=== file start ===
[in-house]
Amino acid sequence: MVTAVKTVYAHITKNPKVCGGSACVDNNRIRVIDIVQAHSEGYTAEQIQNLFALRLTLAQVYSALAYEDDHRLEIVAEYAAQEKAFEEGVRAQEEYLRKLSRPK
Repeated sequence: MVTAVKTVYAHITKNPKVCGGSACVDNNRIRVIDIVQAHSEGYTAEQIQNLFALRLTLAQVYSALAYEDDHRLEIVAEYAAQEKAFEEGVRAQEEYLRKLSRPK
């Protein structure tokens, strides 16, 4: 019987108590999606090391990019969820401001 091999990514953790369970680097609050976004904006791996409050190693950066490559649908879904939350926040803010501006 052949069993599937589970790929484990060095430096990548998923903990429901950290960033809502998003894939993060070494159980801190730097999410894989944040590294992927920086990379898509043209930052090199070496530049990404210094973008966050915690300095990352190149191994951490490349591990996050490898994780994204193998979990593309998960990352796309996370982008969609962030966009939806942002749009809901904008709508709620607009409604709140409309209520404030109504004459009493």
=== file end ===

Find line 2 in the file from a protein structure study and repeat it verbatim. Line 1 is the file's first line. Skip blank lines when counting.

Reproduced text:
Amino acid sequence: MVTAVKTVYAHITKNPKVCGGSACVDNNRIRVIDIVQAHSEGYTAEQIQNLFALRLTLAQVYSALAYEDDHRLEIVAEYAAQEKAFEEGVRAQEEYLRKLSRPK